April is for amphibians

Common frog credit © Mark Hamblin

Spring sees frogs returning to Jon's pond.

As the last frosts dissipate and the longer days linger, life returns to our ponds. My first frog showed itself in mid-March and frogspawn soon followed. As I write this, my garden pond has new life; miniature tadpoles lie amongst the remains of the jelly, gaining sustenance and an energy boost before it disintegrates.

Common frog © Jim Higham

Common frog © Jim Higham

Frogs are the most likely amphibian to be encountered in our garden ponds and they can appear apparently from nowhere, colonising new watering holes as if by magic.

Less common in our garden ponds are toads which can spend long periods of time away from water and often bury themselves in the soil to avoid the worst of the winter cold.

Common toad © Martin Batt

Common toad © Martin Batt

Many garden ponds also have resident newts; usually our smooth newt, which is long and slender with a tapering tail. Occasionally our largest native newt also makes an appearance, and at up to 15cm [6inches] long is certainly an impressive site. Great crested newts, as well as being our largest, get their name from the wavy crest that adorns the males during the breeding season. The crest is displayed in courtship to attract a female.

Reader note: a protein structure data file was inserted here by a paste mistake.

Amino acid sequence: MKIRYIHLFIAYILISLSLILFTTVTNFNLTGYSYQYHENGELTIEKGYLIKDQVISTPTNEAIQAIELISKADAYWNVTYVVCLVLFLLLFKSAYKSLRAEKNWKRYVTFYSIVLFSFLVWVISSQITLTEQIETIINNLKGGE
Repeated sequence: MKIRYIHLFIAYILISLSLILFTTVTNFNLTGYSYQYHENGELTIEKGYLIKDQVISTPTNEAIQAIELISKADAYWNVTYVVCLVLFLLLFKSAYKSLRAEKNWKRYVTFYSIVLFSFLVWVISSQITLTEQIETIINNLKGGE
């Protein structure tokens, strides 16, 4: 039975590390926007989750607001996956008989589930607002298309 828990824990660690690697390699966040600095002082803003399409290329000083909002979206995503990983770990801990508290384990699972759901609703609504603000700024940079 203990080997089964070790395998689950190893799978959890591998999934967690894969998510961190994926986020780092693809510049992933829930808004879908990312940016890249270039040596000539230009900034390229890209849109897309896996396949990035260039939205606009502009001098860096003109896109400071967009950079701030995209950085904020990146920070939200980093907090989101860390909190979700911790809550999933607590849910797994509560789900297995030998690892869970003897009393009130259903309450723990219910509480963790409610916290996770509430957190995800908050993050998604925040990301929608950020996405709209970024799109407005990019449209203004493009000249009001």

Male smooth newt © Paul Gunning

Male smooth newt © Paul Gunning

Frogs lay their eggs in a mass of jelly, and toads in a string. Newts, however, lay eggs singly. The females take great care to wrap each egg in a leaf, which they do with amazing dexterity using their hind legs.

If you have a pond in your garden or near your home, take a few moments to stop and peer into the depths - you may be surprised by what you see in this watery world. The arrival of my frogs at the start of spring always lifts my spirit and reminds me that wildlife can live alongside us if we give it space and time.